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Bee-Ginner's Guide
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Bee-Ginner's Guide

Autumn this year has been an interesting one weather wise. Different parts of America have seen extreme weather conditions. I know here in North Carolina we would have alternating long spans of dry weather and then long spans of rain (especially end of September, first of October). In the end all the yearly rainfall totals may have evened out, but the irregular weather patterns caused issues with the flora and bees foraging. Now where you live you may not have had as extreme a fall as others, but if you have had irregular inclement weather that would have kept your bees hunkered down in their hives or damaged the flora you may want to check their stored food rations while you still can.

Even though it is important to make sure your hive is ready for winter, you DO NOT WANT TO OPEN UP YOUR HIVE UNLESS THE TEMPERATURE OUTSIDE HAS BEEN A FAIRLY CONSTANT 55 DEGREES FARENHEIT OR ABOVE. A good rule is if your bees are not flying itis too cold to go into the hive. The bees work together to keep the internal temperature at a comfortable 98 degrees (well, comfortable for them) bu clustering together to keep them and the growing brood comfortable. Opening the hive up when the temperatures are colder can cause them to break the cluster and chill the brood. You may not be able to get into your hive today but there may be days during the winter where it might get warm enough for a quick check if needed.

If the weather permits, it would be beneficial to make one last hive inspection to check the honey supers and condense the hive down. You may need to condensse the hive down to a NUC box if it appears to be weak. That or combine with another hive using newspaper (to do that, first kill off the weaker queen and then place a couple pieces of newspaper between the hives). Be cautious as weaker hives experience higher levels of disease and pests.

Over the summer you may have seen your bees store several frames, possibly even several supers, full of honey, but with inclement weather keeping bees from leaving their hives to forage for long stretches of time, they may have already gone through most of their stores and have been unable to replenish. As mentioned in our previous post, you are looking to have 60-80lbs of stored honey (roughly one medium super full with the addition of outside honey frames in brood chamber) for the winter.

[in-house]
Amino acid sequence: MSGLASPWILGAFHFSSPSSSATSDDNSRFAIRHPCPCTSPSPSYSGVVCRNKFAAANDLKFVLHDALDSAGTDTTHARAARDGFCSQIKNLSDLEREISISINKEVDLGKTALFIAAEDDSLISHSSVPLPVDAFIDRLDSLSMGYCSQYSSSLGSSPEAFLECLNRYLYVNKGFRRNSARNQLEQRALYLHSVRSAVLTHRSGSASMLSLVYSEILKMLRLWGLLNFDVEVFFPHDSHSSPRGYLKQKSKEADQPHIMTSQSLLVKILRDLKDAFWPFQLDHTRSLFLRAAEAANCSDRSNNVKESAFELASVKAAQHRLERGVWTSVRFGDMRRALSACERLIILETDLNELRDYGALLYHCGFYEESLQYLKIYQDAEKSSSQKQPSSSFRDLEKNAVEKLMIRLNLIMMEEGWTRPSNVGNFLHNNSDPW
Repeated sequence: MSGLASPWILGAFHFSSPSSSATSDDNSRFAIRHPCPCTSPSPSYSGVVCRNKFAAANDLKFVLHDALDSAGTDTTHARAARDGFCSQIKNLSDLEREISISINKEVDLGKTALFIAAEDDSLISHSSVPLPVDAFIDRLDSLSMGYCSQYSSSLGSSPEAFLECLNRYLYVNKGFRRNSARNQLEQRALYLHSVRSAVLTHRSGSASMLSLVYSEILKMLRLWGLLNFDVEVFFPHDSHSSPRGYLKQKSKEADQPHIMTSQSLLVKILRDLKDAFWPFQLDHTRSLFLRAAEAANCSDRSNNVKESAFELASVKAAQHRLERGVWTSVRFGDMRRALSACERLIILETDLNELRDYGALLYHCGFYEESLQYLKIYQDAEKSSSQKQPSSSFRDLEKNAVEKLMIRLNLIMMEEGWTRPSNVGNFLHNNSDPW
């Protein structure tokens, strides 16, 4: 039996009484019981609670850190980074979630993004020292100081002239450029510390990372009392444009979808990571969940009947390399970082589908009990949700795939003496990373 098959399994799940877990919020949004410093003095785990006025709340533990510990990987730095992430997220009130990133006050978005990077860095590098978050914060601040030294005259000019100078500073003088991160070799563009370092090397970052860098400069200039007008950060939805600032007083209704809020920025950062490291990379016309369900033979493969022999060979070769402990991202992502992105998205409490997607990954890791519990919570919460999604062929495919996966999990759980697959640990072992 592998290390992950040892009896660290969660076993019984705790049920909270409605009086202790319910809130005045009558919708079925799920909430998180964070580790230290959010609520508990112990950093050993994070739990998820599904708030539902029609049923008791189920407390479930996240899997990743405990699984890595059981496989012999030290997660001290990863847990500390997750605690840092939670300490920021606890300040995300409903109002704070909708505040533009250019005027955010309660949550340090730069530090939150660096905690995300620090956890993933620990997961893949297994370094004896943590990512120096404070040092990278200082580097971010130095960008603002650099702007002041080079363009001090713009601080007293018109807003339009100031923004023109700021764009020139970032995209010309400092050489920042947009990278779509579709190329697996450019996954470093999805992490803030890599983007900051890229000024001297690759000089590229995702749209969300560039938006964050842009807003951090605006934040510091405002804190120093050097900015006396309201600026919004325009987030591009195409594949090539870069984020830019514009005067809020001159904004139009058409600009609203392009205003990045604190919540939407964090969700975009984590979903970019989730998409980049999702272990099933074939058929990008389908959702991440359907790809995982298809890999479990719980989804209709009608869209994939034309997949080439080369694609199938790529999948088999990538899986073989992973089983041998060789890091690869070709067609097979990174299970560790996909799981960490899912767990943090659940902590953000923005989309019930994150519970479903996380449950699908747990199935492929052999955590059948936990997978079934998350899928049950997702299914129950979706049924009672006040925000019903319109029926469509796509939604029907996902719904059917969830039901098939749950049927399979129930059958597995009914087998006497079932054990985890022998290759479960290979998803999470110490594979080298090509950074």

If you do notice that they are low, there are two different ways you can help them:

1) If the weather will be warm and above 55 F for several days you can still feed them a 2:1 ratio of sugar water from an in hive feeder like an Hive Top Feeder, pail feeder, or Internal Feeder. Even if rain keeps them from leaving the hive, they can still take the sugar water you feed them and store it into the available frames to save for the winter. Liquid feed, however, is rendered useless if temperatures dip below freezing. It solidifies and your bees will be unable to feed off it.

2) If the temperature is going to start getting constantly below 55 F and you will be unable to provide liquid feed, then you will want to feed your bees fondant. Fondant is a sugar paste similar to the kind used by bakers to decorate cakes but has a stronger concentration of sugar and the baker's fondant contains starches. You can take a slab of fondant and lay it on top of the frames so the bees can crawl on the fondant and feed while still being able to keep warm.

You can learn more about winter feed from our October blog post.

Not everybody will need to or even have the chance to check their hive. If you are unable to don't worry; it's not the end of the world. As long as your bees have been working normally during the summer and fall, it will be better to just trust that they are well prepared than try to open up the hive when the temperature is not suitable. As you go through winter just keep listening to the hives. See if you can hear buzzing and, if it is warm enough, you might want to take a quick look to see how they are doing and if you need to quickly throw in a slab of fondant.